Boeing delivered its first aircraft outside of the US for the first time on 15 December, with a 737 Max 8 to Air China from its newly opened completion and delivery centre in Zhoushan, as trade tension between US and China simmers on.
The aircraft was built and painted at the manufacturer’s 737 factory in Renton, before being flown to China for interior installation. The completions centre is a joint venture with Chinese airframer Comac, while the delivery centre is wholly-owned by Boeing.
When fully up and running, the Zhoushan facility will install interiors and paint liveries. It will have about 300 employees and complete and deliver 100 737 Max aircraft annually to Chinese customers.
The 100 acre facility, adjacent to the Zhoushan Putuoshan International airport, was first announced in September 2015 during China president Xi Jinping's visit to the US and before the election of US president Donald Trump. It marks a new level of work that Boeing is outsourcing to China, as it seeks to capture part of the country's estimated demand for 7,700 new aircraft over the next 20 years.
For years, Boeing stuck to the rhetoric that it did not need to set up a local completions or manufacturing facility to do business in China, and that it will instead grow its presence by deepening partnerships across the country. Airbus, on the other hand, set up an A320 final assembly in Tianjin in 2008, and further expanded its presence in 2017 with the opening of an A330 completion and delivery centre in the city.
About one in four Boeing aircraft now goes to China. For the 737 that number is even higher: one in three. The US manufacturer has so far delivered 78 Max aircraft to 13 Chinese customers, and is on track to deliver 200 planes into the Chinese market this year.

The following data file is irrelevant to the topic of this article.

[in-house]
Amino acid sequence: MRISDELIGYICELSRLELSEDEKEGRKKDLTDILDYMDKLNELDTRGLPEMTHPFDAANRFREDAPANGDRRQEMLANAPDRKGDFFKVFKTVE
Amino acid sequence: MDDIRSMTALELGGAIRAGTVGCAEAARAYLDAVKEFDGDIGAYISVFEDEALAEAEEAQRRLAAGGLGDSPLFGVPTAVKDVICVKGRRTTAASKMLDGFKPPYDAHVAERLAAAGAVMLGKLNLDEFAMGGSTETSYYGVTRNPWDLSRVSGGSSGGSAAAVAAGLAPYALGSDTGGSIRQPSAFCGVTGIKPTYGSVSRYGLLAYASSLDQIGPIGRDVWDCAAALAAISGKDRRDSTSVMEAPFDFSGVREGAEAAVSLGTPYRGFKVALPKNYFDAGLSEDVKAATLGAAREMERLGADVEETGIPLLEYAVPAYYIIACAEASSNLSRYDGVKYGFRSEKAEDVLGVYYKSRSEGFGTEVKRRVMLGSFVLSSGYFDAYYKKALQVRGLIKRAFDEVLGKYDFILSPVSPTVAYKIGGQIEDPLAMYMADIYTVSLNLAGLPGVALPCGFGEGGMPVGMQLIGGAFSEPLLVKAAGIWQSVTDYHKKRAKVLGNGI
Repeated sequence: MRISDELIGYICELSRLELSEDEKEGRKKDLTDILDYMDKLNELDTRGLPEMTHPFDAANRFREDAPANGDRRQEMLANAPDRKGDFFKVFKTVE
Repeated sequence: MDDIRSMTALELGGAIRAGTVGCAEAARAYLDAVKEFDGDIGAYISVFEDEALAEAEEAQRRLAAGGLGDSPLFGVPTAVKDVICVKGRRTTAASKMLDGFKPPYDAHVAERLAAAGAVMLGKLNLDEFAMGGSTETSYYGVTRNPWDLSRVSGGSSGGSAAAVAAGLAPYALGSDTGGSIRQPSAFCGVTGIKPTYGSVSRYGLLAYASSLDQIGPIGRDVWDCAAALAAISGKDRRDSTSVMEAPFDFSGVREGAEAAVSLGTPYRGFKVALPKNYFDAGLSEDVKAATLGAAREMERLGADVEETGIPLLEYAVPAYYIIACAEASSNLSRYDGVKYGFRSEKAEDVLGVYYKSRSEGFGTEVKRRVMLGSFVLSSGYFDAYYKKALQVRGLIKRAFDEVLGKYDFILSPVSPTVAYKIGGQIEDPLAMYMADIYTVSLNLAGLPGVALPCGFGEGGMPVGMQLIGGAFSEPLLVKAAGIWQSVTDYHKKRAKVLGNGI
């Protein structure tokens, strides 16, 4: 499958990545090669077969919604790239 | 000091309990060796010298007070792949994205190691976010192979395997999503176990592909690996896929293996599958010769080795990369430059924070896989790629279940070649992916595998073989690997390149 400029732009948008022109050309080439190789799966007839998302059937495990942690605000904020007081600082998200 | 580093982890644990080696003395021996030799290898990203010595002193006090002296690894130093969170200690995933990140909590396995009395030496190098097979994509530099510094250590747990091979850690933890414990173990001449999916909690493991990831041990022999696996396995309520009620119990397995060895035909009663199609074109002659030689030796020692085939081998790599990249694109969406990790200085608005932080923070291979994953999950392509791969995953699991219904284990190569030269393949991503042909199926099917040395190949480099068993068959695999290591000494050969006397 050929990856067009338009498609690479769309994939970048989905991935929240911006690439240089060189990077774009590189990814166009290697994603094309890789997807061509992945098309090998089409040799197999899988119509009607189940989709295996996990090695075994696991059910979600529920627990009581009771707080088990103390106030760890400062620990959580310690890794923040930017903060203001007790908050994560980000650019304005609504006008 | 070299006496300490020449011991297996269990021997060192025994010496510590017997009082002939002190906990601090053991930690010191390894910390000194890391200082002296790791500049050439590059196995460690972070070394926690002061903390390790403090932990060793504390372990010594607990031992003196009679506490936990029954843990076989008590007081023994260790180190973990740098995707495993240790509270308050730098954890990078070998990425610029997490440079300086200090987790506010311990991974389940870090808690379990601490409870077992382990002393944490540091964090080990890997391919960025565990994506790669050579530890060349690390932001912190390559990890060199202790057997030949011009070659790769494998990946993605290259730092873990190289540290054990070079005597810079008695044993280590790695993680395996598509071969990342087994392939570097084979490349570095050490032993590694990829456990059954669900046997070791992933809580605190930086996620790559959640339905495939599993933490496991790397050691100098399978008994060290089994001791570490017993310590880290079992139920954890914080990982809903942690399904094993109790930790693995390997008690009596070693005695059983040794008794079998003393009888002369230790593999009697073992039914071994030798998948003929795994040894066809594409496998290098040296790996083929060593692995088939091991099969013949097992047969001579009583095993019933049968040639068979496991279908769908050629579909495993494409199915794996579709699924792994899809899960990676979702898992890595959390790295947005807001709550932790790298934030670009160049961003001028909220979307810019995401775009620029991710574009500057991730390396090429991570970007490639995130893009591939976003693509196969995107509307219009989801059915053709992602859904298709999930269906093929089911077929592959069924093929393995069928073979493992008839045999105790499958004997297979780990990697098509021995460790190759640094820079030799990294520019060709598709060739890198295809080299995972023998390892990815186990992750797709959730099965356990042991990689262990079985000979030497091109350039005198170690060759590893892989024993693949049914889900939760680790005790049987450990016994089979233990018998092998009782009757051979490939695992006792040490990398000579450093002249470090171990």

PLAYING THE LONG GAME
Boeing China president John Bruns concedes that the US-China trade tension has made its business “challenging”, but is optimistic that the company will work through the situation and continue to find success.
“This project in Zhoushan is an enduring statement of our commitment to the Chinese market and to our customers here. We just have to keep our eye on the long game in China,” he told reporters in a call ahead of the Air China delivery.
“We continue to encourage the two governments to engage in talks, resolve the differences that exist. I acknowledge it’s a challenging environment, but we want to stay focus on the long terms, stay focus on the relationship with our customers, which we’ve seen no change and no impact on.”
With Comac as its partner in the completions centre, Boeing is also collaborating with a competitor. The Chinese manufacturer is developing the C919 narrowbody, aimed at competing against the 737 and the Airbus A320. Comac is also partnering with Russia’s United Aircraft Corporation to build a widebody aircraft.
COLLABORATE AND COMPETE
“It’s simply about the market. The market size is just huge at $1.3 trillion. If we’re going to put a completions centre anywhere, this is the place where it makes sense to do it,” says Bruns on the rationale behind the tie-up with Comac. Boeing is also forecasting a $1.5 trillion services market in China.
“We’re not afraid of competition. We’re going to continue to focus on innovation to meet our customers’ needs.”
Boeing would not give a timeline, but says that the centre will have a gradual ramp up to eventually complete 100 aircraft annually. It adds that moving the completion work to China will also free up some capacity as Renton raises its build rate to 57 a month next year, from the current 52.
On its long-term vision for the centre, Boeing says there are no plans yet for it to work on widebody aircraft.
“The centre is a pretty big statement about our commitment to China and our market here. So many 737s are needed here… we’re not only going to deliver the Max 8 but the whole Max family all the way to Max 10… we’re just going to stay focus on getting those up and running here.”